By Bikram Vohra
The absence of the Russians at Farnborough will take much of the glamour out of the flying display. Without the Sukhoi 33 Cobra manoeuvre, it is a bit of unfinished business. But those are the sanctions and if Mr Putin doesn’t seem to care perhaps we can refrain from displaying disappointment about no Russian presence and no chalet to talk about the Sukhoi 75 Checkmate, a single-engine, stealth fighter aircraft under development by Sukhoi for export and for induction into the Russian Aerospace Forces.
Talking about induction and export underscores why these sanctions are a bit of a bother and inclined to backfire. Far too many armed forces are equipped with Russian hardware and software and in no position to take umbrage over the invasion of Ukraine. India is one such sterling example of having to keep its balance on the tightrope. With 70 percent of front-line armament bought from Russia, India has been so beholden to the Russian military complex for purchase and spare parts that we cannot go beyond making clicking conciliatory sounds that come off tiny when compared to NATO’s strident reaction.
Even at this moment, we are knocking on Moscow’s door to expedite the sale of the S 400 missile systems. The delivery of the second regiment of the S 400 Triumph has been delayed because of the Ukraine war and all five systems will be activated by 2025 rather than the stipulated 2023 date in the 2018 contract for the $5.3 billion transaction. The Triumph is considered a superior and yet less expensive air defence system than the Patriot. Even the much-vaunted U.S.-made Terminal High-Altitude Area Defence system that costs five times more is not as wide in its scope.
After the host country, we are arguably the largest users of Russian armour with a major frontline of T-90, T-72 tanks, and BMP-series infantry combat vehicles. Talwar class frigates are being built in Russia and the aircraft carrier the INS Vikramaditya is a modified Kiev class vessel augmenting our naval strength.
As for the air force our reliance on Sukhois and MiGs has been there ever since the British hand me downs of Hawker Hunters, Vampires and Canberras became obsolete in the sixties. To quote: India began to import weapons from Russia in the 1950s. The Ilyushin Il-14 cargo transport aircrafts were the first ones to be inducted into the Indian inventory, followed by the MiG-21 fighter aircraft. From 1962 onwards, there has been a steady increase in India’s import dependence on Russia.
We have 16 types of aircraft including most of our fighters, choppers, and transporters. The latest MiGs and Sukhois have been inducted and the Tupolevs are our major transporters. It is not just the aircraft but also the armament. The BrahMos is a joint venture between India’s Defence Research and Development Organisation and NPO Mashinostroyenia of Russia. According to a report in Defense News, the Congressional Research Service found that, from 2016 to 2020, India accounted for 23% of Russia’s total arms exports, while Russia provided 49% of Indian imports. That speaks for itself.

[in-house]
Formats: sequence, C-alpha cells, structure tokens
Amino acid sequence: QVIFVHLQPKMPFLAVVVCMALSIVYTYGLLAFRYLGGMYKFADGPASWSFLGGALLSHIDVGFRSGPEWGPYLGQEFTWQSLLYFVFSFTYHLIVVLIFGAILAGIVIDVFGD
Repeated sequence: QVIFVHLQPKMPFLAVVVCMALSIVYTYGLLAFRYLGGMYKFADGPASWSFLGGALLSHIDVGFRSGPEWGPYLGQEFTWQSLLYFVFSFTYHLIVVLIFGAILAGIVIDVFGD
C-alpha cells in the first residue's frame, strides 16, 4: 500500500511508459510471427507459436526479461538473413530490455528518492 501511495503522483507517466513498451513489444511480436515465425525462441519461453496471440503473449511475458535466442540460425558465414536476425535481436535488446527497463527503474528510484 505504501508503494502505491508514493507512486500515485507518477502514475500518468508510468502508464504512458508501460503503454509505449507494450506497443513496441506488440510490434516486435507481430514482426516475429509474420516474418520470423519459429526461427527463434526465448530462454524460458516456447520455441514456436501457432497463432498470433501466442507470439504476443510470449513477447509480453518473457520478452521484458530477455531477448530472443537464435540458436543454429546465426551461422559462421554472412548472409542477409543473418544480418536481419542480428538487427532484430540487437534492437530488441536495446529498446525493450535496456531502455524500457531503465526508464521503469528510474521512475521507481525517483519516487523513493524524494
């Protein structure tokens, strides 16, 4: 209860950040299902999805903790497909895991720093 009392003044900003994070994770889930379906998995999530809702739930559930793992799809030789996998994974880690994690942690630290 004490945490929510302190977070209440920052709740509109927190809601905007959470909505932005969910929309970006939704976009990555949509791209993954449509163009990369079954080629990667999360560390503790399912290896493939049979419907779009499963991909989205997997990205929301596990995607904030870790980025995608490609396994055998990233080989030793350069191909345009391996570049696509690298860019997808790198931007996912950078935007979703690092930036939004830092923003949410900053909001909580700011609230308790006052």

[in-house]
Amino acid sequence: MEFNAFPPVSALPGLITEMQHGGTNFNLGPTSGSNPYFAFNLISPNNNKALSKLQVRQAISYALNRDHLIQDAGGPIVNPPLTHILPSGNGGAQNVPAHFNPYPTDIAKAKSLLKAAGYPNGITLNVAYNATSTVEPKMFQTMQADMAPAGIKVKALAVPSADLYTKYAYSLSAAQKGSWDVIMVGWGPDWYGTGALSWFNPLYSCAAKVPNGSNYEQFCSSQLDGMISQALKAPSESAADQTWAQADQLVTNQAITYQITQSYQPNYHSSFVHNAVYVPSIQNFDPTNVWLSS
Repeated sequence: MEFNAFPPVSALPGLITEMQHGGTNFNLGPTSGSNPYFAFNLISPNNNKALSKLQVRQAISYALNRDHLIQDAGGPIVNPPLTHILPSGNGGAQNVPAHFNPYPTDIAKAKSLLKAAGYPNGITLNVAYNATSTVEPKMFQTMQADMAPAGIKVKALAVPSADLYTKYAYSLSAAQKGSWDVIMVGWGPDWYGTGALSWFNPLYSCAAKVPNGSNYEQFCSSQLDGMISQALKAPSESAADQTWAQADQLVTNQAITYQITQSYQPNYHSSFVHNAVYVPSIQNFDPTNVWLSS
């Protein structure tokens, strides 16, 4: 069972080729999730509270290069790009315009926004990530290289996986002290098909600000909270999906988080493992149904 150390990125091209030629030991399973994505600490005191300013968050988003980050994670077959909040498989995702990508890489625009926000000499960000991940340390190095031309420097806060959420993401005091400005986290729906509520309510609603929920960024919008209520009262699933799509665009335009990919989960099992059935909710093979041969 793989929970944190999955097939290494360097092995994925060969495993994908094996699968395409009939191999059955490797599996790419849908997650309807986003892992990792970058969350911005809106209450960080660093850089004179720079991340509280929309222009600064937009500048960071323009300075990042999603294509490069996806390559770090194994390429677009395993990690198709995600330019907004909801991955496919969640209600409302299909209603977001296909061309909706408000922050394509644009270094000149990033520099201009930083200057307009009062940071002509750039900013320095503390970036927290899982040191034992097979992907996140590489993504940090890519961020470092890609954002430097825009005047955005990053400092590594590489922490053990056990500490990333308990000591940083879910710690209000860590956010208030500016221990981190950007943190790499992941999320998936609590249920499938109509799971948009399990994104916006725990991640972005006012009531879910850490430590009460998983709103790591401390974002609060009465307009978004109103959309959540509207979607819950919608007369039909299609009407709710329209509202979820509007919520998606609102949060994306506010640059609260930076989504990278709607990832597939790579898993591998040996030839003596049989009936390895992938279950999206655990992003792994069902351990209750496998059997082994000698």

All this dependence these past six decades cannot be written off nor can India wean itself away entirely from this long-standing relationship that may have held India at ransom but also gave her the firepower to subdue her hostile neighbours. However, the war in Ukraine and some new thinking in the corridors of power in New Delhi to
widen the shopping options have been further strengthened by opening the doors to the privatesector and endorsing the Make in India conce
These initiatives are already taking shape. The first ship Sandhayak is being built by GRSE and other three ships are being constructed by Larsen & Toubro. Drone technology is leaping forward at an impressive rate. The 1-ton SWiFT platform is powered by a Russian NPO Saturn 36MT turbofan engine. (India’s Defence Research and Development Organisation) has already undergone successful trials and is formed from the core of the Ghatak series of drones.
Defence Minister Rajnath Singh called the flight a major achievement toward autonomous aircraft that will pave the way for Aatmanirbhar Bharat. This is an economic initiative with the intent of making India less dependent on foreign technology when it comes to manufacturing and upgrading fourth and fifth-generation critical military systems.
Similarly, this government has also realised that it is no longer smart or pragmatic to stick to Russia and a diversification is necessary. This quote underscores the Indian mindset; India depends on Russia for nearly 60% of its defence equipment, and the war in Ukraine has added todoubts about future supplies. Defence Ministry officials say India, with the world’s second-largest army, fourth-largest air force and seventh-largest navy, cannot sustain itself through imports.
The west, especially the USA is torn between anguish and desire. Peeved over India’s perceived recalcitrance in supporting NATO against Russia, Washington has been less than complimentary. The Biden administration is also annoyed over the S 400 deal and has threatened sanctions. Nevertheless, it needs India, not just as a fellow democracy but also to keep China’s adventurism in check.
At the same time, they make these clucking sounds. The need to maintain a close relationship is an imperative. Lockheed Martin for example, are pushing hard for a deal on the F35 stealth fighters. According to one report, the effort by Biden to keep its foot in the Indian door is a proposed package under discussion, which might include up to $500 million in foreign military finance.
France and Britain are also opening shops to India on easier terms. As of July after assessing that Russia could look for a role in the BRICS camp and identify with it now that any tie-up with NATO is a non-starter the West is certain to sweeten the pot even further.
Bikram Vohra is the Consulting Editor at Indian Aerospace & Defence